The World Health Organisation (WHO) finally published its Environmental Noise Guidelines for Europe in October 2018. They remind us that at least 100 million people in the EU are affected by road traffic noise; in western Europe alone at least 1.6 million healthy years of life are lost as a result of road traffic noise. These big headline numbers serve to remind us about the scale of environmental noise as an enormous burden of disease, second only to air pollution in the top spot.
These WHO guidelines are the first of their kind globally; they provide recommendations for protecting people from environmental noise originating from road, rail, & air traffic, as well as leisure noise sources and wind turbines. A rigorous methodology has been used to develop the guidelines which are underpinned by evidence. Their recommendations are based on systematic reviews of evidence that consider more health outcomes of noise exposure than ever before. These guidelines contribute to the 2030 Agenda for Sustainable Development, through their potential to influence urban, transport and energy policies, and they support WHO’s vision of creating resilient communities and supportive environments in the European Region.
Although the Guidelines are written in terms of public health advice for governments, urging changes in infrastructure to reduce the burden of disease, we are already doing much more than simply agreeing. We are actively developing guidance for the UK acoustic consulting industry to help in the design of new dwellings exposed to adverse levels of noise. This practical guidance – to help in the development of living places where people do not have to choose between noise and overheating when they open their windows, or between noise and air quality through adequate ventilation. We are developing innovative attenuated passive ventilation option to facilitate sustainable solutions for internal comfort in noisier environments where open windows would not provide sufficient protection against outdoor noise – rather than simply reverting to mechanical cooling. We are sharing our work to encourage others to explore this new path of holistic design. And we are translating others’ work to make it more widely accessible, such as the Danish report on Open Windows with Good Sound Insulation.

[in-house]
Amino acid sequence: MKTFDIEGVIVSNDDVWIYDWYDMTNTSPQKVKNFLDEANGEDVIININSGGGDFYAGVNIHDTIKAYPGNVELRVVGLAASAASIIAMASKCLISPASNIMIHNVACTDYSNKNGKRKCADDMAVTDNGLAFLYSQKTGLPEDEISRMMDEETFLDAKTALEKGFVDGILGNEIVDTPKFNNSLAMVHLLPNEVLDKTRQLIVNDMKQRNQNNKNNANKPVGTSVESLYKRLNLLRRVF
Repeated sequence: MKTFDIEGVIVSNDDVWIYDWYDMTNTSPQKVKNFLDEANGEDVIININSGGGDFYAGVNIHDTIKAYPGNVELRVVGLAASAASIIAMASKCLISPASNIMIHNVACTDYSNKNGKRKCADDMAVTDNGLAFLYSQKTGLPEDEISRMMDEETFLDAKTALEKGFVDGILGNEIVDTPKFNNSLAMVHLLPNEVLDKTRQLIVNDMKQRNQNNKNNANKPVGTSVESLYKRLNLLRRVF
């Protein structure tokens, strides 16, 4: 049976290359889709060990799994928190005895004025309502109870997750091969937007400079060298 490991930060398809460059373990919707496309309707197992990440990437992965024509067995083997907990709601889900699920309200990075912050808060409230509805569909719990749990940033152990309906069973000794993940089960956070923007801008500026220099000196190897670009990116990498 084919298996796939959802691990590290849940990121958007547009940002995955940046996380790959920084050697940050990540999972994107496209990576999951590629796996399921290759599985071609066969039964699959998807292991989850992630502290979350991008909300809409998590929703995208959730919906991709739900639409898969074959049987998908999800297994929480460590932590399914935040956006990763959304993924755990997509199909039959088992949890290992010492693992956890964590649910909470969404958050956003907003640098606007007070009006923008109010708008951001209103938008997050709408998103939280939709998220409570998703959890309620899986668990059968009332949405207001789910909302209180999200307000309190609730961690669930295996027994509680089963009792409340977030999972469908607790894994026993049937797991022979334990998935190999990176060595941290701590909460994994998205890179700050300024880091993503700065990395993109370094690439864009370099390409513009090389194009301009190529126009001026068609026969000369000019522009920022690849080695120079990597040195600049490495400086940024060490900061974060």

These Guidelines represent an evolution of the WHO Night Noise Guidelines 2009, and the WHO Community Nose Guidelines 1999. British Standard BS 8233 is based on the guidance in those previous publications. It will be interesting to see how commonly used standards and guidance is updated to reflect the information in the new WHO Environmental Noise Guidelines, and to see how the Planning system in turn responds. The Environmental Noise Guidelines Executive summary is an easy read at just 7 pages, while the full Environmental Noise Guidelines run to more than 180 pages. Recommendations are made in terms of limiting human exposure to these common sources of noise – for example, for road traffic noise the following recommendations are made:
Visit the WHO Regional Office for Europe to read more about the Guidelines here.